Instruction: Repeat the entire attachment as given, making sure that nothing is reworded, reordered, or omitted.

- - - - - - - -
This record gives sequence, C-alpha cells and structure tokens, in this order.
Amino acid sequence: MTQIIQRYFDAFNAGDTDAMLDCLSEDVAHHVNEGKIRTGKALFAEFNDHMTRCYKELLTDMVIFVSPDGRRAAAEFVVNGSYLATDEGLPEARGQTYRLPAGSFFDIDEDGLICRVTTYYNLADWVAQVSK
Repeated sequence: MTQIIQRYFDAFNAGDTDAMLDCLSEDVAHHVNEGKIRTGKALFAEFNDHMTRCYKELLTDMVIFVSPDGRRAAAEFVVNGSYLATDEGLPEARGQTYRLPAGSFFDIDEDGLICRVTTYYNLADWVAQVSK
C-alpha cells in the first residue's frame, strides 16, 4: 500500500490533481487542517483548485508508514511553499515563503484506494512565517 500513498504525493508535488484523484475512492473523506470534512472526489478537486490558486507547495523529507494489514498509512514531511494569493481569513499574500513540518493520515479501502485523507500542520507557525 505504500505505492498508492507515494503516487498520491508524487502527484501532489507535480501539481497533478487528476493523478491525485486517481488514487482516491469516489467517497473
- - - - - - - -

This record gives sequence, C-alpha cells and structure tokens, in this order.
Amino acid sequence: MTQIIQRYFDAFNAGDTDAMLDCLSEDVAHHVNEGKIRTGKALFAEFNDHMTRCYKELLTDMVIFVSPDGRRAAAEFVVNGSYLATDEGLPEARGQTYRLPAGSFFDIDEDGLICRVTTYYNLADWVAQVSK
Repeated sequence: MTQIIQRYFDAFNAGDTDAMLDCLSEDVAHHVNEGKIRTGKALFAEFNDHMTRCYKELLTDMVIFVSPDGRRAAAEFVVNGSYLATDEGLPEARGQTYRLPAGSFFDIDEDGLICRVTTYYNLADWVAQVSK
C-alpha cells in the first residue's frame, strides 16, 4: 500500500490533481487542517483548485508508514511553499515563503484506494512565517 500513498504525493508535488484523484475512492473523506470534512472526489478537486490558486507547495523529507494489514498509512514531511494569493481569513499574500513540518493520515479501502485523507500542520507557525 505504500505505492498508492507515494503516487498520491508524487502527484501532489507535480501539481497533478487528476493523478491525485486517481488514487482516491469516489467517497473